The majority of the British public is still not convinced that climate change is caused by humans - and many others believe scientists are exaggerating the problem, according to an exclusive poll for The Observer.
(Nothing to do with stuff like this, then? Jeremy Clarkson, the presenter of BBC's Top Gear, has struck a multi-million pound deal to promote the motoring programme's "brand" around the world.)
The poll results have shocked campaigners who hoped that doubts would have been silenced by a report last year by more than 2,500 scientists for the UN Intergovernmental Panel on Climate Change (IPCC), which found a 90 per cent chance that humans were the main cause of climate change and warned that drastic action was needed to cut greenhouse gas emissions. More than half of those polled did not have confidence in international or British political leaders to tackle climate change.
Hardly surprising, since:
A group of MPs has criticised the Government for failing to reduce potentially deadly air pollution in London. The Commons transport committee singled out the capital's poor record on meeting targets in a report.
It found that targets for nitrogen dioxide, sulphur dioxide and particulates (PM10s) were all missed and in some cases levels were actually rising. The report, based on 2006 readings, found the worst areas included King's Cross, Bloomsbury, Holborn and large swathes of the West End. "The consequences of this failure are not insignificant ... it is estimated that respiratory disorders associated with PM10 episodes are responsible for 8,100 additional deaths and 10,500 additional hospital admissions each year."
The pressure is on Alistair Darling to scrap the 2p rise in fuel duty scheduled for this October and to U-turn on the plan to increase the road tax on gaz-guzzlers.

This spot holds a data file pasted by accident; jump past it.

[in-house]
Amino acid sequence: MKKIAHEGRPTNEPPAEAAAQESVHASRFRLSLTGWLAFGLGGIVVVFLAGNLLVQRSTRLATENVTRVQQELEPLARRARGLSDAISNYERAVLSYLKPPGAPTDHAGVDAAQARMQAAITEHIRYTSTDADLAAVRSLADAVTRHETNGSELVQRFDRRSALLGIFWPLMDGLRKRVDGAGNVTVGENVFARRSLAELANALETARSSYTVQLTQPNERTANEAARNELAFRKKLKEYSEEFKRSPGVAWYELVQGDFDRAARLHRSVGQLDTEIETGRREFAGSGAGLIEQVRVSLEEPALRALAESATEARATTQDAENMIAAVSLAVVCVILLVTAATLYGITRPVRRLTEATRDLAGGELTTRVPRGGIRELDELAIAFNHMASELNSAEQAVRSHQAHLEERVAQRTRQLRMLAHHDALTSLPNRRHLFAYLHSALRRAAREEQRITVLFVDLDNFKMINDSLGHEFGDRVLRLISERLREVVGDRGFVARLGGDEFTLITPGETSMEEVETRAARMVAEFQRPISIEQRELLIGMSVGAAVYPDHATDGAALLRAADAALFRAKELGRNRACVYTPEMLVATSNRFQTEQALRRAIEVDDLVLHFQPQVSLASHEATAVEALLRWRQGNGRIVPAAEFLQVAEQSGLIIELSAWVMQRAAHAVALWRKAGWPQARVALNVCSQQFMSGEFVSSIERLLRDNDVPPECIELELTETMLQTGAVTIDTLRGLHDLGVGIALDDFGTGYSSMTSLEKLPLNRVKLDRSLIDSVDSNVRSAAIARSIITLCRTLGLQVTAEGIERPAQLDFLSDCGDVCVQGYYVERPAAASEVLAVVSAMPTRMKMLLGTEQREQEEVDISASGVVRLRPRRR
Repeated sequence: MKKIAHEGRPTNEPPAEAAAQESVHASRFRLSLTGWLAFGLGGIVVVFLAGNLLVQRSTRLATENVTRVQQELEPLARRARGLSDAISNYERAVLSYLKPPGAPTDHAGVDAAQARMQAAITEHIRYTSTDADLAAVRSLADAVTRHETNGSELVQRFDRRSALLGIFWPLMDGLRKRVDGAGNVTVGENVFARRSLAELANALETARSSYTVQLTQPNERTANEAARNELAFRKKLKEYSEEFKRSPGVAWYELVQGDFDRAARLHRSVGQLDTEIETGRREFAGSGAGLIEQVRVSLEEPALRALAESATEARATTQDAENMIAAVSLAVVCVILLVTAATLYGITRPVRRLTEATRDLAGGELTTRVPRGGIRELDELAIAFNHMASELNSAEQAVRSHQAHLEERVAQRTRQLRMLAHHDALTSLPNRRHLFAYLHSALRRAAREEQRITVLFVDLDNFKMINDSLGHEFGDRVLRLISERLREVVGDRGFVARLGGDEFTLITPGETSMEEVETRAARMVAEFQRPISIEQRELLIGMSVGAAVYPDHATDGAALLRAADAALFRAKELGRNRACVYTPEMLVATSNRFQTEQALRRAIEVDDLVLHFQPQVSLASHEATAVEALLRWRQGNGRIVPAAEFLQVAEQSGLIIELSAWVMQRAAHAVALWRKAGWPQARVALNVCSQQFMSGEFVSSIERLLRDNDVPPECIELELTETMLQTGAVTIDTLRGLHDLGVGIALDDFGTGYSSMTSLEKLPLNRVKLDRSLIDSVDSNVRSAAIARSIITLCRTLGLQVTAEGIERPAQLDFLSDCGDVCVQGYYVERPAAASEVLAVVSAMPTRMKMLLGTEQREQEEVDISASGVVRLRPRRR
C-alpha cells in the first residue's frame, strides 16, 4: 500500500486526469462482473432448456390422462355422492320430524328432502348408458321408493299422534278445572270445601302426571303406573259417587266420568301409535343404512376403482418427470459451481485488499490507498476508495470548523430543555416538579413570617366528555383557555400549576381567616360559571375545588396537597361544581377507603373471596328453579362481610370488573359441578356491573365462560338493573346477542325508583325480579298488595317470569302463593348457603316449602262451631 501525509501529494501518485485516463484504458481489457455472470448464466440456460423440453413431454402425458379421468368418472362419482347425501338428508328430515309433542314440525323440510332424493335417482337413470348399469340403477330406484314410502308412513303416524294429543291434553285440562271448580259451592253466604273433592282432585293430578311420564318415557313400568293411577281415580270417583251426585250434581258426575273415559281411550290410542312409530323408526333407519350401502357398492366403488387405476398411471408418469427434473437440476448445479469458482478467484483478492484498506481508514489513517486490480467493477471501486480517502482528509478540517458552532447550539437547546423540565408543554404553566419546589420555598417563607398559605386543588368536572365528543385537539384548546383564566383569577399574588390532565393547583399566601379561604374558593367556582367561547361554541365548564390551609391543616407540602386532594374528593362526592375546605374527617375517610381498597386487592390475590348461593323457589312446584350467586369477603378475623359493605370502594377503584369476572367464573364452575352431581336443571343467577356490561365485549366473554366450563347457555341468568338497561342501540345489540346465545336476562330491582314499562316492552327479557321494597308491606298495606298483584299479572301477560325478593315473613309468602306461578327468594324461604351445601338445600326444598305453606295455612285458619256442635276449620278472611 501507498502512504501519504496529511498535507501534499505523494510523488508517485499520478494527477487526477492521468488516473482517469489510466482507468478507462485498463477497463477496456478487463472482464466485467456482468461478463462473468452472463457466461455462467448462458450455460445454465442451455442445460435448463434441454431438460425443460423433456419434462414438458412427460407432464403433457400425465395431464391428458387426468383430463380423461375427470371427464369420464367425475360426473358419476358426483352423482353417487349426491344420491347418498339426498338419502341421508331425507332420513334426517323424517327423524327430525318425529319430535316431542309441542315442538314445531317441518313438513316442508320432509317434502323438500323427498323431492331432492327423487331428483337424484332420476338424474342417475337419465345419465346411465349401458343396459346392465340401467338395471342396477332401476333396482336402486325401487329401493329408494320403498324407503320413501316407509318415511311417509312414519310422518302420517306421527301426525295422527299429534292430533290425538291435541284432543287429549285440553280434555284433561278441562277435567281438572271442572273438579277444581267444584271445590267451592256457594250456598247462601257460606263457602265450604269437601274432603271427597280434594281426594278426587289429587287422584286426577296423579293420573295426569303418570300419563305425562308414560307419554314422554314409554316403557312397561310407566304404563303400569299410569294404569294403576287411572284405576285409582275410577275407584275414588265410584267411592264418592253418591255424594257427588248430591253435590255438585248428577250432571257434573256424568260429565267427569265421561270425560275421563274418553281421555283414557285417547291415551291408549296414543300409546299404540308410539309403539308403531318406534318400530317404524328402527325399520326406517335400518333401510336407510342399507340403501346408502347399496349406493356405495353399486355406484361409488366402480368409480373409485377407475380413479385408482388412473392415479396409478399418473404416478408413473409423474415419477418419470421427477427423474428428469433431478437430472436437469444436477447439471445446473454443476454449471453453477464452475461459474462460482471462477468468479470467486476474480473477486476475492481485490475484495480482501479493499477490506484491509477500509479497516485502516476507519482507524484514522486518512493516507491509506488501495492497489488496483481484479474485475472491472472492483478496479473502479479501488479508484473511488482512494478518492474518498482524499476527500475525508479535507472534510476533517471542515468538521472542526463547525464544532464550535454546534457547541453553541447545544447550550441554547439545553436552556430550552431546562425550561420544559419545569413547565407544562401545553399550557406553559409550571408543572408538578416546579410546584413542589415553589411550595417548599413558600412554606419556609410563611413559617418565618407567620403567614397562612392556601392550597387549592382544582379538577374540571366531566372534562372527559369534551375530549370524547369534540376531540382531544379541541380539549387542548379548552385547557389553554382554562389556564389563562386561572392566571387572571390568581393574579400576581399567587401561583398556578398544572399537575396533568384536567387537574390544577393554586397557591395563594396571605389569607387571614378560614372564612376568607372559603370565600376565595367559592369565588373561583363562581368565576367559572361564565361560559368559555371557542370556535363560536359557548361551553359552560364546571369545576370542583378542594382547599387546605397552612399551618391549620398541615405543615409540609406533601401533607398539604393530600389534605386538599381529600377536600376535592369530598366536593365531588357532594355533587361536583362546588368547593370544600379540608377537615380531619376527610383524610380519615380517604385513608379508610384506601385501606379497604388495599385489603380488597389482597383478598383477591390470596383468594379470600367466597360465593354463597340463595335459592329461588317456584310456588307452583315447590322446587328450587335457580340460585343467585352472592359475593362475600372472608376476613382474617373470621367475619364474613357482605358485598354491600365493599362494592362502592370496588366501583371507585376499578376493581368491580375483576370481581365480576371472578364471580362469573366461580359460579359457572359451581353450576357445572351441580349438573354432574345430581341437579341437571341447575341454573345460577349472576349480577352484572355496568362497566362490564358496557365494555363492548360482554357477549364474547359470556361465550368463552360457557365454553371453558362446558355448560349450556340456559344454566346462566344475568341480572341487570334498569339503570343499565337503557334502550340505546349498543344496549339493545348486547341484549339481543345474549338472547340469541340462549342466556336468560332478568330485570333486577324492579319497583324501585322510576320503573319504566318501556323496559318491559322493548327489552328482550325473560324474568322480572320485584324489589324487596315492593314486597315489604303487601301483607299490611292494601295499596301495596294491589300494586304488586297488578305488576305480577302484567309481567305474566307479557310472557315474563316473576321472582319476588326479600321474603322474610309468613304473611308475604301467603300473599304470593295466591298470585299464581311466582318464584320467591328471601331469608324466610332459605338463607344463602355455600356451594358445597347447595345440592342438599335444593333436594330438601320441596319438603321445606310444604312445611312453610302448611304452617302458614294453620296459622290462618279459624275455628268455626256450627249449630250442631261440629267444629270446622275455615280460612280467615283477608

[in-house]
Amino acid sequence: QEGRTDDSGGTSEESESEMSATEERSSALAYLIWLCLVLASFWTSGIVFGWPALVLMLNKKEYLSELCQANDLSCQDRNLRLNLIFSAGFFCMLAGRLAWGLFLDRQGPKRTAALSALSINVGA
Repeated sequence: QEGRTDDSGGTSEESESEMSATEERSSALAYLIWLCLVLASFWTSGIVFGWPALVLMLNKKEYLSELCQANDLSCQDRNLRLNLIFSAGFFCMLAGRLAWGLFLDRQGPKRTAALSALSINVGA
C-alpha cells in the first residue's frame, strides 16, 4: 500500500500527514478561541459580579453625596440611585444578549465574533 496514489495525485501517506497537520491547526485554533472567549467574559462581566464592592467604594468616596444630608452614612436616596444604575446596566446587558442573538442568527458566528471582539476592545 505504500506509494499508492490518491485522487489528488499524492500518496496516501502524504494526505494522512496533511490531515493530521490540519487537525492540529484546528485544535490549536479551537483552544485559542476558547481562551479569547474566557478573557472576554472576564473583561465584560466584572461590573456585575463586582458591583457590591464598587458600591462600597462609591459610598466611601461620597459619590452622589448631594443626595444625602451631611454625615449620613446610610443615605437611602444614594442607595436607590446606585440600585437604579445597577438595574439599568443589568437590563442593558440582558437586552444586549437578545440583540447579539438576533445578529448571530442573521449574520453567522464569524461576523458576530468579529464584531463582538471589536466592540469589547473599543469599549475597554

Green politics matter now more than ever. It is not woolly to be green at this time. It has never been more hard-headed. The crisis over the oil price is just one of many indicators that it is even more imperative to wean ourselves off fossil fuels and make the radical moves necessary to become a low-carbon economy. The fortunate countries of the future will be those with political and business leaders with the foresight to plan for that world by encouraging investment in clean and renewable energies, carbon capture and green transport.
Bristol was appointed as the UK's first official Cycling City by Transport Secretary Ruth Kelly. Eleven other urban areas have been designated Cycling Demonstration Towns in an attempt to encourage 2.5 million more people to take up cycling, improve their fitness and beat the traffic.
However, “You get cut-up, you get abuse” – see the cycling video here.
And more about cycling in Bristol here.
Boris on cycle helmets:
As soon as I started to wear a helmet, I was denounced as a wimp, a milquetoast, a sell-out to the elf and safety lobby, a man so cravenly attached to his own survival that he was willing to wear this undignified plastic hat. As soon as I was pictured not wearing a helmet, I was attacked for "sending out the wrong signal" and generally poisoning the minds of the young with my own reckless behaviour.
London commuter cycling is dramatically increasing, according to TfL:
More than half a million journeys on London's major roads are made by cyclists each day. The figure represents a 91% rise in cycle journeys on the city's major roads since TfL was created in 2000. In the 12 months to March 2008, cycling on major roads grew by 4.5%, with about 20,500 more cycle journeys every day.
The latest case of someone killed in a fatal collision with a police vehicle:
The parents of a woman who died after a collision between a car and a police van answering an emergency call have paid tribute to their daughter. Angela Purcell, 38, was in a Seat Ibiza which collided with the vehicle in Patricroft, Salford, on Friday. Her five-year-old niece and the male driver were also injured and are being treated in Hope Hospital, Salford.